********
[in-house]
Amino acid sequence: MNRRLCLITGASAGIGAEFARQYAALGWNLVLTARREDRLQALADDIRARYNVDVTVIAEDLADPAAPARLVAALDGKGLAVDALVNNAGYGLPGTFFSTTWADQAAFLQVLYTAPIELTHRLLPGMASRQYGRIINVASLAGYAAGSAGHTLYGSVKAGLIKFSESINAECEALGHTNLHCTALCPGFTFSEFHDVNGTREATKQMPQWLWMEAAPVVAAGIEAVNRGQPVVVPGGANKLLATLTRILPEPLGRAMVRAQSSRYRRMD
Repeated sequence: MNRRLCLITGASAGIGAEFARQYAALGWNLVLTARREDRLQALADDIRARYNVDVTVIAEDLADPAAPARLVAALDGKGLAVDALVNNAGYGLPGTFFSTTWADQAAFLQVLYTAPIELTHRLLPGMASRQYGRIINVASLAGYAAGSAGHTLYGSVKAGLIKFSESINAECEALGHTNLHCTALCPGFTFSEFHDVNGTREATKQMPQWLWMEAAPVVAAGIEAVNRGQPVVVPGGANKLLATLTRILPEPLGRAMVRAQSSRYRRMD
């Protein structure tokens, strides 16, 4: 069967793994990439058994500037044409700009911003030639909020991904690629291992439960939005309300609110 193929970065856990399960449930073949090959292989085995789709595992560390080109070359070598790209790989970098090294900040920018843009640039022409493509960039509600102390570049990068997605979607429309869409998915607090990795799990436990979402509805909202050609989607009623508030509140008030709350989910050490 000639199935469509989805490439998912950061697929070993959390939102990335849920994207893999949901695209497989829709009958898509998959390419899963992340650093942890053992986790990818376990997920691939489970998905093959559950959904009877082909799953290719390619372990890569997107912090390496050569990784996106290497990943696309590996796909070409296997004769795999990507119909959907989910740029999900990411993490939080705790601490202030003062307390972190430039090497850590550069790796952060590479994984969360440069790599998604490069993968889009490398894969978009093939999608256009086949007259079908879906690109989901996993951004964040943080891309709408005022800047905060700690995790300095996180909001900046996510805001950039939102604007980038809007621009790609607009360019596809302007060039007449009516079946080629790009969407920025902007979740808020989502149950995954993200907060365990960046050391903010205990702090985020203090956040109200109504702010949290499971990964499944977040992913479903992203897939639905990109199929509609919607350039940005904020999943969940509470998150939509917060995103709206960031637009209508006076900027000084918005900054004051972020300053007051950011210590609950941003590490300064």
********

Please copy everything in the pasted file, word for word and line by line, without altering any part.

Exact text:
[in-house]
Amino acid sequence: MNRRLCLITGASAGIGAEFARQYAALGWNLVLTARREDRLQALADDIRARYNVDVTVIAEDLADPAAPARLVAALDGKGLAVDALVNNAGYGLPGTFFSTTWADQAAFLQVLYTAPIELTHRLLPGMASRQYGRIINVASLAGYAAGSAGHTLYGSVKAGLIKFSESINAECEALGHTNLHCTALCPGFTFSEFHDVNGTREATKQMPQWLWMEAAPVVAAGIEAVNRGQPVVVPGGANKLLATLTRILPEPLGRAMVRAQSSRYRRMD
Repeated sequence: MNRRLCLITGASAGIGAEFARQYAALGWNLVLTARREDRLQALADDIRARYNVDVTVIAEDLADPAAPARLVAALDGKGLAVDALVNNAGYGLPGTFFSTTWADQAAFLQVLYTAPIELTHRLLPGMASRQYGRIINVASLAGYAAGSAGHTLYGSVKAGLIKFSESINAECEALGHTNLHCTALCPGFTFSEFHDVNGTREATKQMPQWLWMEAAPVVAAGIEAVNRGQPVVVPGGANKLLATLTRILPEPLGRAMVRAQSSRYRRMD
């Protein structure tokens, strides 16, 4: 069967793994990439058994500037044409700009911003030639909020991904690629291992439960939005309300609110 193929970065856990399960449930073949090959292989085995789709595992560390080109070359070598790209790989970098090294900040920018843009640039022409493509960039509600102390570049990068997605979607429309869409998915607090990795799990436990979402509805909202050609989607009623508030509140008030709350989910050490 000639199935469509989805490439998912950061697929070993959390939102990335849920994207893999949901695209497989829709009958898509998959390419899963992340650093942890053992986790990818376990997920691939489970998905093959559950959904009877082909799953290719390619372990890569997107912090390496050569990784996106290497990943696309590996796909070409296997004769795999990507119909959907989910740029999900990411993490939080705790601490202030003062307390972190430039090497850590550069790796952060590479994984969360440069790599998604490069993968889009490398894969978009093939999608256009086949007259079908879906690109989901996993951004964040943080891309709408005022800047905060700690995790300095996180909001900046996510805001950039939102604007980038809007621009790609607009360019596809302007060039007449009516079946080629790009969407920025902007979740808020989502149950995954993200907060365990960046050391903010205990702090985020203090956040109200109504702010949290499971990964499944977040992913479903992203897939639905990109199929509609919607350039940005904020999943969940509470998150939509917060995103709206960031637009209508006076900027000084918005900054004051972020300053007051950011210590609950941003590490300064």